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The Game of Life
When it’s not my turn, I like to close my eyes and fantasize about the world as it used to be. I like to dream about chocolate and riding the school bus and surfing the web and being bored. I want to taste my mother’s burned casseroles again. I even miss my bratty younger sister Suzy. I would give anything to be annoyed by her.
But soon it’s my turn again, and I have to make my move. That’s what the world is now—a game. All of the things in my memories have changed into this sadistic competition.
If I win, I get to return home. Back to Mom and Dad and Suzy and my older brother, Jason. Back to life.
If I lose, though—that’s the part I hate. This is an impossible game. No one ever wins, and if you lose, you have to start over. Again and again and again and…
It’s my turn now. Another player, a boy called Nick, just moved four squares up. He’s looking triumphant. I know the feeling, but I also know it won’t last long. Nick will soon start over on a different board with different players, as will I.
The game is composed of an enormous board made up of one hundred squares, each one square yard in area. Every square has hazards except for ten of them. Every ten squares, you reach one that is hazard-less and gives you a power-up; the ability to temporarily freeze enemies, for instance, or a force field surrounding your body.
I’m on square twenty-three right now. I’m trying to figure out how I can get to square thirty—and therefore a power-up—in the fewest moves possible. I could throw my last remaining fire-ball at that odd lizard thing in square twenty-four, and therefore sprint past the burning creature to square twenty-five. Or, alternatively, I could try to knock the lizard thing out with my bare hands; that would give me a bonus move and I would reach square twenty-six.
I don’t want to use up my last fire-ball; I’ll need it for the Thirties. There are some nasty things in that level. I decide to attack the thing straight on.
I approach it gingerly, my hands in combat position. I don’t wait for it to strike the first blow; that constitutes a weak beginning. Lashing out, I slam the monster with my left foot.
Hissing, it leaps on me. I hadn’t realized that those peculiar shiny bits on its feet were actually claws. It makes for my neck, claws splayed, ready for the kill. I slam my elbow up into its jaw and punch it in the face. It wobbles, dazed, and finally falls to the ground. I smile, but don’t let my victory overcome me as I sidestep to square twenty-six, using my victory bonus.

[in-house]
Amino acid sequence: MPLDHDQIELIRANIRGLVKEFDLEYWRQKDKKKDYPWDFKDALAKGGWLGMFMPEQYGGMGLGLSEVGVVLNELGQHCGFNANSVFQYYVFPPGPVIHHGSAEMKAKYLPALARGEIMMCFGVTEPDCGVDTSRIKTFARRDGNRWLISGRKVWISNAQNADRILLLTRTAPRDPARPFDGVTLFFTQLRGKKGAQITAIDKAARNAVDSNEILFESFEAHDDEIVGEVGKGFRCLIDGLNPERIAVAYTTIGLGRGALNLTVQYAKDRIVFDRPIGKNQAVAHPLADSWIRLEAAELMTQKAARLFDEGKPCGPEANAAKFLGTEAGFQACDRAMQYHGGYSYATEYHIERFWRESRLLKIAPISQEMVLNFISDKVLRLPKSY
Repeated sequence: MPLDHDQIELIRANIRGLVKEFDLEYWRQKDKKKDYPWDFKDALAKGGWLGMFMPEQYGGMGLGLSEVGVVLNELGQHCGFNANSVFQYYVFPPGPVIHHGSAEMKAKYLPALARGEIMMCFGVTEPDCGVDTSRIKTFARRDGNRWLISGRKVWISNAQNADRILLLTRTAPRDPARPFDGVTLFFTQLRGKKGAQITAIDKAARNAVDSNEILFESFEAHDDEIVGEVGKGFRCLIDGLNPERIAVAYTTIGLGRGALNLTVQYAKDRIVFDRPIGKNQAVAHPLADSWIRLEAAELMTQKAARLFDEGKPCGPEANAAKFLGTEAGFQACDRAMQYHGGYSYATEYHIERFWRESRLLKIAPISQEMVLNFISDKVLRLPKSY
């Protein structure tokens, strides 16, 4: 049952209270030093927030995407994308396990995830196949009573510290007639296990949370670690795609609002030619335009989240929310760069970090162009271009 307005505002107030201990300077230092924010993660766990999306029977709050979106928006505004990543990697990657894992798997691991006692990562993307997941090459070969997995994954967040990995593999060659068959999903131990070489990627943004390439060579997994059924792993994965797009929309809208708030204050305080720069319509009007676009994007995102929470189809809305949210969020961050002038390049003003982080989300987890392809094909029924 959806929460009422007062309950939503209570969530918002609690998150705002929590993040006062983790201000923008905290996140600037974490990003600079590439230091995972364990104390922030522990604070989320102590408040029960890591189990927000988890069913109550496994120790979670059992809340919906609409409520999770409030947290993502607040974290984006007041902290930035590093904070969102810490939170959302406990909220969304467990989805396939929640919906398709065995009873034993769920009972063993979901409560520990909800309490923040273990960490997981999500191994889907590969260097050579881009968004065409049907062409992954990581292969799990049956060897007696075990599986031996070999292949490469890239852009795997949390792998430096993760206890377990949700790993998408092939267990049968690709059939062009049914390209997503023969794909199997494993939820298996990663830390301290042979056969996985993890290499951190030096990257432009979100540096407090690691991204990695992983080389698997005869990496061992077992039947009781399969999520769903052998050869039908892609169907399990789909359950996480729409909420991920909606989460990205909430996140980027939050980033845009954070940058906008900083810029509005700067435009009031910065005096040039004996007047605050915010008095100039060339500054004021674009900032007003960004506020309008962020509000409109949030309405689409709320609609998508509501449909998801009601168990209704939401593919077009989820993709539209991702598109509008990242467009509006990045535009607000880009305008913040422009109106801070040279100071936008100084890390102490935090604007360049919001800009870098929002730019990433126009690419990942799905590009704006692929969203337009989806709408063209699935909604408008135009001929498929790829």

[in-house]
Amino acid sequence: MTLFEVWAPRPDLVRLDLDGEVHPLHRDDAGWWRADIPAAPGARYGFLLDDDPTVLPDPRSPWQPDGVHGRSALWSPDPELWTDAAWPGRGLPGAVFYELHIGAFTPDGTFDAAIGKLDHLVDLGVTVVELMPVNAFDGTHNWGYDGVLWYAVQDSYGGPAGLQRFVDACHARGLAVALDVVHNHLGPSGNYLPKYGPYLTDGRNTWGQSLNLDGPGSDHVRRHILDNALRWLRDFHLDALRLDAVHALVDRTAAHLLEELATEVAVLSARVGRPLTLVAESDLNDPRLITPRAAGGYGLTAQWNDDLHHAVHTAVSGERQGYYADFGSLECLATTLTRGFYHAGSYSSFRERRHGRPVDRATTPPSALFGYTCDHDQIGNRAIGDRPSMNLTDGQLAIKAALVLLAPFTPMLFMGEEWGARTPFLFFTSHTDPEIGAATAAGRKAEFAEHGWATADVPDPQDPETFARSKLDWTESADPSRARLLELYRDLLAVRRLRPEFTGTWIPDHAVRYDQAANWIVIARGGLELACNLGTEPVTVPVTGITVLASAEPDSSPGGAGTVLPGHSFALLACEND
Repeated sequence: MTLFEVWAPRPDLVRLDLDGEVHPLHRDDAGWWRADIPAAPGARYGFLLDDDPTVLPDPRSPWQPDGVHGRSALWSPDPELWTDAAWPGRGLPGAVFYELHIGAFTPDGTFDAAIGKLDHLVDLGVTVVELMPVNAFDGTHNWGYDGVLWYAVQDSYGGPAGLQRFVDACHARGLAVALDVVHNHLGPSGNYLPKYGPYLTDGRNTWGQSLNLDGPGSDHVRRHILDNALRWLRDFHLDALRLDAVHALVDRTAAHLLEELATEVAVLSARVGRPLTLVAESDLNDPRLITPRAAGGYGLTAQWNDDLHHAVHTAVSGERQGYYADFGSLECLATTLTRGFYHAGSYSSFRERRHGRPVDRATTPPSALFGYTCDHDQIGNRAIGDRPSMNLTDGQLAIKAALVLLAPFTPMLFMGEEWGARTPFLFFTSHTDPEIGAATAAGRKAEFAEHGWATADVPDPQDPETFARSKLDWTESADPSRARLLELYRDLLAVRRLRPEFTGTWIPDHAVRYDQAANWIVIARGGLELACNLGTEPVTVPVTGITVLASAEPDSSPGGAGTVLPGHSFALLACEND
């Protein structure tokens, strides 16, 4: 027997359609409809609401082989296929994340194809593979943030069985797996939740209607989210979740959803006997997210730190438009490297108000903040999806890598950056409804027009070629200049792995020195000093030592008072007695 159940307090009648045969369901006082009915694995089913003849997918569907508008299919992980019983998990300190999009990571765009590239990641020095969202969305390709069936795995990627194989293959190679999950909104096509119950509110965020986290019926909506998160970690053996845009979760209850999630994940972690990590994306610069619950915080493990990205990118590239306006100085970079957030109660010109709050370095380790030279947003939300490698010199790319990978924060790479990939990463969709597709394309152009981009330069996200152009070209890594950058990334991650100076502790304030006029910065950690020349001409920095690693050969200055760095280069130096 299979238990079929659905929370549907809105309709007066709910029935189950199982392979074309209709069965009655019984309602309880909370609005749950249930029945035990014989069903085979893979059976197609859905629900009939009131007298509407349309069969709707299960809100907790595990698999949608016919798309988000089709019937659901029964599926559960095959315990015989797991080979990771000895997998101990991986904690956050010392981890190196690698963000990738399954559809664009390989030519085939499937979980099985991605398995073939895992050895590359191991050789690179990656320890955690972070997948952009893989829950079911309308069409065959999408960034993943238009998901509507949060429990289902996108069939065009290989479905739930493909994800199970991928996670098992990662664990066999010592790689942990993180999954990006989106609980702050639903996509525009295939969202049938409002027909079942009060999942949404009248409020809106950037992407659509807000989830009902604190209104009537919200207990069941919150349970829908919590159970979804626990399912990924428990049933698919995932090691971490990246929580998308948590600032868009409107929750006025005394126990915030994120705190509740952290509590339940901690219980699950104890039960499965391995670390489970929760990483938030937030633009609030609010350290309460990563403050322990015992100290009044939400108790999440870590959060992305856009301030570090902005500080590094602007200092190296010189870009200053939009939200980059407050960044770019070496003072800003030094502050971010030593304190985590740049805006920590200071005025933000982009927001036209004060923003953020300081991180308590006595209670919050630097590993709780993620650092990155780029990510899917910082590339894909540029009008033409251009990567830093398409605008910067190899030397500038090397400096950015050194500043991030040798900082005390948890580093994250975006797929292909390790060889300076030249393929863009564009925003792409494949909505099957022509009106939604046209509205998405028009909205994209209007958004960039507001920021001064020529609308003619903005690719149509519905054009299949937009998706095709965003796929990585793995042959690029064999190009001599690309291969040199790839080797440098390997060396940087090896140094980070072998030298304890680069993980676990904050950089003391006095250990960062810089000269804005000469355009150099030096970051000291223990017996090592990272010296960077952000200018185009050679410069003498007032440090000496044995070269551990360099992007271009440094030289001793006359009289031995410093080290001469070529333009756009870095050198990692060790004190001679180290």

It’s Nick’s turn now, but I don’t watch him. I carefully inspect my new square, searching for whatever the obstacle is. Aha—there. That little drop of water in the corner. As soon as it’s my turn, the water will spread until the entire square is covered in it. I don’t know what the squares are made of, but whatever the material is, it’s very malleable. In liquid trap squares, the suddenly-appearing liquid can melt through the squares and go down for miles. This particular liquid looks like water, but you can never tell for sure. Good thing Mom taught me to swim when I was three.
Nick’s battling a cobra back in square eighteen. I beat that cobra by making it tie itself into a knot, but he doesn’t seem to have figured out how to do that. He’s perilously close to being bitten in the neck by its fangs. At the last second, he stomps on the part of its neck closest to its head and leaps into square nineteen. I silently cheer him on, even though I shouldn’t. He
is my enemy.
I turn my attention back to my own square, and find the liquid quickly spreading outward. Immediately, I am plunged into icy-coldness. Holding my breath, I swim for my life.
I quickly figure out that this is no tame swimming pool, like that pathetic one we had in our backyard, or even the community pool. It’s wilder than those. It’s wilder than even the ocean. The water itself is—strange. It doesn’t feel quite like water, but it couldn’t possibly be anything else. It feels heavier than water. It feels as though it has a mind of its own.
When I was little I once got pulled under the ocean waves by a piece of seaweed. This feeling reminds me of that, but there’s no seaweed that I can see. The water itself is pulling me by my ankles. I kick and squirm, but it only strengthens the water’s pull.
I’m completely underwater by this point, and running out of air. I try to doggy paddle, and that doesn’t work; I try breast stroke, and that makes it worse. None of the swimming strokes my mother so patiently taught me are working. I’m reduced to struggling wildly, my mind filled with horror at the prospect of having to start over again. Will I ever make it back home?
It’s no use, but I keep struggling as I am pulled down and down, into the murky blackness.
I wake up, soaking and gasping for breath, on a new game board. A girl whose name tag says “Annabelle” is five squares up from me, looking at me curiously. I groan and can barely stop myself from sobbing like a baby.
Back to square one…